Paul now points out another problem with the Law of Moses. The Law requires you to get every single law right! This, he says, is a curse. Rather, Jesus redeemed us from the curse (paid the price to redeem us from slavery) by taking the curse upon himself — so we might receive the “promised Spirit” through faith.

We would want to say “so that we might [be saved] through faith,” but Paul chooses to emphasize the Spirit in this place. “Promised” is a reference to the several Old Testament prophesies promising the outpouring of the Spirit on all God’s children. When we minimize the role of the Spirit, we struggle to follow Paul’s logic. To us, it’s all about getting saved. To Paul, salvation is just a part of it.

21 Is the law then contrary to the promises of God? Certainly not! For if a law had been given that could give life, then righteousness would indeed be by the law. 22 But the Scripture imprisoned everything under sin, so that the promise by faith in Jesus Christ might be given to those who believe.

Why was the Law a curse? Well, because it could only save those who get it all right — but law can’t give life because we can’t meet its standards. We simply can’t do it. Therefore, God redeemed us in Jesus — so that salvation could be by faith. There was no other way.

But in 20th Century Church of Christ thought, while we should certainly endeavor to obey all God’s laws (Amen!), we will inevitably fall short, and so must have grace to be saved (Amen!). But if we get certain laws wrong — such as instrumental music — we’re damned (Not amen) or at least dismissed from fellowship just as Peter dismissed the uncircumcised from his fellowship.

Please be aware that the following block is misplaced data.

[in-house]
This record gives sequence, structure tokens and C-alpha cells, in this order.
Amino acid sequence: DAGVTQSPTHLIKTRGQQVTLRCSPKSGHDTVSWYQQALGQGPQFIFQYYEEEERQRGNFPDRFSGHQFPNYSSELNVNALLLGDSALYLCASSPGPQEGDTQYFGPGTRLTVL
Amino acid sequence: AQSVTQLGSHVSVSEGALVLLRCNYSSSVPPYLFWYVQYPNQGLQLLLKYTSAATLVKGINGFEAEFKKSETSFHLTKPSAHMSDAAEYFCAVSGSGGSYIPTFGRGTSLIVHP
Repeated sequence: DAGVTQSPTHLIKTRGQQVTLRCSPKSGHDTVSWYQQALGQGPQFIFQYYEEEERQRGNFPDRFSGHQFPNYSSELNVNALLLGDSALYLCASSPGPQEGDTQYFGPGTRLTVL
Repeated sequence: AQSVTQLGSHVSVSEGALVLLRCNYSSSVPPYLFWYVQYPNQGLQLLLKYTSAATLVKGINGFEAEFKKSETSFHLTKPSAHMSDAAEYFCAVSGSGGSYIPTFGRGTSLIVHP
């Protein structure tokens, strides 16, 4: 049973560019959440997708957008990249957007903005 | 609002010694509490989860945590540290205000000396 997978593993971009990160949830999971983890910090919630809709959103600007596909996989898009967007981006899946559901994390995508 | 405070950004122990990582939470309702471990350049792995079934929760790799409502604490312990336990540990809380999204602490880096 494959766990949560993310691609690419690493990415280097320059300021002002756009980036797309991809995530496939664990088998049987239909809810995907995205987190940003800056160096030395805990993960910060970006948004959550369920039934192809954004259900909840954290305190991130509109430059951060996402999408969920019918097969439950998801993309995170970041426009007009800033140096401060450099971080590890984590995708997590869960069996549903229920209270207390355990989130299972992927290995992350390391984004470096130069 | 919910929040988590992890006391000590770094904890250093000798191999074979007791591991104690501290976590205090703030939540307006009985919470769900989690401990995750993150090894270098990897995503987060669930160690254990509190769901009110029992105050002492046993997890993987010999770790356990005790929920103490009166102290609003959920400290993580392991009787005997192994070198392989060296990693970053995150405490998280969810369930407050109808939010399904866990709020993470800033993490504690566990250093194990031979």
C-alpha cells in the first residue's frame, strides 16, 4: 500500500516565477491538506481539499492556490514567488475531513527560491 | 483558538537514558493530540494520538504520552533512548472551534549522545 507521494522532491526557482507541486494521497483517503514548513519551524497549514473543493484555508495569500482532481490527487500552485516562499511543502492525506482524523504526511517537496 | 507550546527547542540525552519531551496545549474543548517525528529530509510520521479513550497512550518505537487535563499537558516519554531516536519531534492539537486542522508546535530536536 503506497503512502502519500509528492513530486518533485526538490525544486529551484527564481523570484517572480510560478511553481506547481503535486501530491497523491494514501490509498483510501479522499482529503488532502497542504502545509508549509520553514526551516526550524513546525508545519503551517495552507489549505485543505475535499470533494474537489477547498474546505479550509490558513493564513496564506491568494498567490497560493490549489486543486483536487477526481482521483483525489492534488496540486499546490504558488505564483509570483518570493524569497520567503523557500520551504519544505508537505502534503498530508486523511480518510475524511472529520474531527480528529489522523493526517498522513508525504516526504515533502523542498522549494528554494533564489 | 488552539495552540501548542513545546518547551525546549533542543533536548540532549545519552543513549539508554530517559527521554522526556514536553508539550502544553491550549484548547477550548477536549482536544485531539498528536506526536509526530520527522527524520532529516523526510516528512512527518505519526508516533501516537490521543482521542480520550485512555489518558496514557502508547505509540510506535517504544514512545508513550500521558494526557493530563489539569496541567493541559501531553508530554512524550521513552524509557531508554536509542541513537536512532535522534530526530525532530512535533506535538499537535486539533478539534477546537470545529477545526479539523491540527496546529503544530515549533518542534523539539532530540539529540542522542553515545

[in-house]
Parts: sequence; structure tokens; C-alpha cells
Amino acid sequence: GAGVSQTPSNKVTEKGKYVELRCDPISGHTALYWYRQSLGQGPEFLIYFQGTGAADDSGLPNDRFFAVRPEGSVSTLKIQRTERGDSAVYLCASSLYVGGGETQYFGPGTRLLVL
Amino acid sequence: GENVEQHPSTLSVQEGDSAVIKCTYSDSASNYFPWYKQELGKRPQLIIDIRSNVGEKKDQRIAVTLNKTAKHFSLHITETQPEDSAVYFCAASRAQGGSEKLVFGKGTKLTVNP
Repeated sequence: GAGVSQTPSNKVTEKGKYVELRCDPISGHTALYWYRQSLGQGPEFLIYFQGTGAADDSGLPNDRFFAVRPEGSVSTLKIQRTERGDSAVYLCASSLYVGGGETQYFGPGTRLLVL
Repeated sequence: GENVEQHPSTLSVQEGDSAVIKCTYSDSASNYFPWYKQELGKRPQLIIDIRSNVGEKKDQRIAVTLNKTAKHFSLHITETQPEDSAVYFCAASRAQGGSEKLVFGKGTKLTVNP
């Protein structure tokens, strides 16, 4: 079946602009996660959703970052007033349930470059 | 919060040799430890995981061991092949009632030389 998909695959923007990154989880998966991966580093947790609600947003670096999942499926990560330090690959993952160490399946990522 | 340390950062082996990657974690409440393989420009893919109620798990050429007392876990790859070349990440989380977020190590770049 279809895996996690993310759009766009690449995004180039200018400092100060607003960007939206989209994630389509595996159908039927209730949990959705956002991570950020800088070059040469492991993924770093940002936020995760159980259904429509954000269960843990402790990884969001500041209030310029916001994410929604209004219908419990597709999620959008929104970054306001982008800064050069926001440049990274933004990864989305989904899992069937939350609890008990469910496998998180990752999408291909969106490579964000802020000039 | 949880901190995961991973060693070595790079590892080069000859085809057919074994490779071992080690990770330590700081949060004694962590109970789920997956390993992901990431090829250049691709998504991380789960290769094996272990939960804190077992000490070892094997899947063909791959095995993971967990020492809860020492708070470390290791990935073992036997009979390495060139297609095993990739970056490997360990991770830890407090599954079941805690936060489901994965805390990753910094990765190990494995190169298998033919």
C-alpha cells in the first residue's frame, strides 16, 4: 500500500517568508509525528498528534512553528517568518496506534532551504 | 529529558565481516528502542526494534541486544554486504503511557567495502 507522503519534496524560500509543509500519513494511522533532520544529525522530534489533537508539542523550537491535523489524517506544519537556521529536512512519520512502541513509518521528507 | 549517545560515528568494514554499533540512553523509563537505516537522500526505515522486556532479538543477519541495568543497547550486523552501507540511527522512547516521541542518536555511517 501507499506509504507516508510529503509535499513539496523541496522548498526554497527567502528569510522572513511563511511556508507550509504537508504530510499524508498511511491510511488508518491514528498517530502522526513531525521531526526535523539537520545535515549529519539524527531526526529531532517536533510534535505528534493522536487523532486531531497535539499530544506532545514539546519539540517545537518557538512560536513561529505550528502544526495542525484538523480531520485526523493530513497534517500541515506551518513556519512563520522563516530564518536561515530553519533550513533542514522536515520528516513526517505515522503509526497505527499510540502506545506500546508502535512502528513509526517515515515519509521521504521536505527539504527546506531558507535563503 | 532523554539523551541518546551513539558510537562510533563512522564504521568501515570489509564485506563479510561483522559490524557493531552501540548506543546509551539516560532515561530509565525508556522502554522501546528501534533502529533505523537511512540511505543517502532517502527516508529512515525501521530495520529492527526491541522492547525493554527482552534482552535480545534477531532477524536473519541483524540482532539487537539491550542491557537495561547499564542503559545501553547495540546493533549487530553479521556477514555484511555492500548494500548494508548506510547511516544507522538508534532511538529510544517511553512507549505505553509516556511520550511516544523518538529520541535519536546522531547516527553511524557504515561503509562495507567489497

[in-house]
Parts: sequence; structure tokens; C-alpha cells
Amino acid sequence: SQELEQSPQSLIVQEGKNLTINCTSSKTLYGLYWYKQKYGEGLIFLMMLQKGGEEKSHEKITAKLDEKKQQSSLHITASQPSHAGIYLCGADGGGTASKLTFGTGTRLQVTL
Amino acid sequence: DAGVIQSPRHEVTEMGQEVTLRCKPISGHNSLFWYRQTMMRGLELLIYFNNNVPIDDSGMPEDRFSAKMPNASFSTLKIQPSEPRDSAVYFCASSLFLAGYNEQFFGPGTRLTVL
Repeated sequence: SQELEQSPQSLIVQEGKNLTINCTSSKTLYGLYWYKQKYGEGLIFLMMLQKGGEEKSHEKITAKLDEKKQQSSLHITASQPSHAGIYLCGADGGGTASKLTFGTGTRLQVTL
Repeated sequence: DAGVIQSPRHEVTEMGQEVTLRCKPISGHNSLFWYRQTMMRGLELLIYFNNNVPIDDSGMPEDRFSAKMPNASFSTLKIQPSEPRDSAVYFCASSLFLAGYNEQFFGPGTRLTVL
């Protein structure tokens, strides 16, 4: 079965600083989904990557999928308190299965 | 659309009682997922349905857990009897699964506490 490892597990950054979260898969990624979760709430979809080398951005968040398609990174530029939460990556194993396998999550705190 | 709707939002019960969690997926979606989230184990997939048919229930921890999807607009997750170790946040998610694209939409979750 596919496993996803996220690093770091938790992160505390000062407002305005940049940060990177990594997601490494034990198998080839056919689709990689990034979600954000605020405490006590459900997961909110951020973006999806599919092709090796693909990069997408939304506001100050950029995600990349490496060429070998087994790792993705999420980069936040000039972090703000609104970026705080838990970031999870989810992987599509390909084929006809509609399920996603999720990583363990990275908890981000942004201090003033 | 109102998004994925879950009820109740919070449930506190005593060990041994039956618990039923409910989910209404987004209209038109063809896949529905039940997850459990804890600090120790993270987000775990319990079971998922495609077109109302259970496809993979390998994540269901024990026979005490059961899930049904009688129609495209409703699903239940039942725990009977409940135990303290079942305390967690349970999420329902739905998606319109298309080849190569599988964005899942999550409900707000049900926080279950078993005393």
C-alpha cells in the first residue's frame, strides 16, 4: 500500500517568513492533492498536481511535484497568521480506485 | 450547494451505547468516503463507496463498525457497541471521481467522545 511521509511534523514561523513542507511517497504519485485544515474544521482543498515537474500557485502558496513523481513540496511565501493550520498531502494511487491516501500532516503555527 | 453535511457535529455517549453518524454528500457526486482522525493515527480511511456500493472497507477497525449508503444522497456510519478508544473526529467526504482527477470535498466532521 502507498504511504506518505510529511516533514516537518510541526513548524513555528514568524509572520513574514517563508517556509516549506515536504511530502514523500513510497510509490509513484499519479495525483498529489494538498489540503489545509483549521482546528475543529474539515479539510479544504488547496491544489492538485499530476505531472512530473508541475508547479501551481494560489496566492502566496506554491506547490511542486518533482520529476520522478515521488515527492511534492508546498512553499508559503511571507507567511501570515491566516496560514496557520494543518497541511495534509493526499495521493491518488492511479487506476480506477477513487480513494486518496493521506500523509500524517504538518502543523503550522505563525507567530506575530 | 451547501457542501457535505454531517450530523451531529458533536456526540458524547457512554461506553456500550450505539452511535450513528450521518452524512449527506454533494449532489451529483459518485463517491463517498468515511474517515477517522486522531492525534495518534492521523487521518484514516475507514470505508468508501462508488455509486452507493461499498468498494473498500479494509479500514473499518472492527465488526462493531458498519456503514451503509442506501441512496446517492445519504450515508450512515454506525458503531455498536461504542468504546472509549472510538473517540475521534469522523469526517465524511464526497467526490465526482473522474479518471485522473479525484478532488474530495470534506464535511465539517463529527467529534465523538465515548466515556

This has led to a certain doubletalk, as we try to simultaneously honor Pauline theology while holding on to our pet salvation issues. Consider this from PlainFaith.com

Do members of the churches of Christ believe in works salvation? No. We believe in salvation by faith through grace, which includes humble submission to the commands of God. If this is objectionable to some, then we ask, what command of God can be disobeyed and we still get to go to heaven?

I agree that salvation by faith through grace includes humble submission to the commands of God. But if I have to obey every single command, what does grace do?

The same author writes,

This means some who are religious, diligent in their labors, and believe in Jesus as Lord will not go to heaven. The Lord will reject them. Why? Because they worked “lawlessness.” That is, they did not do the will of the Father in heaven. They did not listen to Him. They did not follow His Word, where His will is found (1 Cor. 2:7-13). This includes people who use instrumental music in worship, practice the social gospel, or pervert the plan of salvation. The typical denominational pastor will not say a peep about this.

The New Testament uses “lawlessness” of wilfull rebellion, not an honest mistake as to how to worship (1 John 3:4; 2 Thes 2:3-8; Matt 23:28; 24:11-12).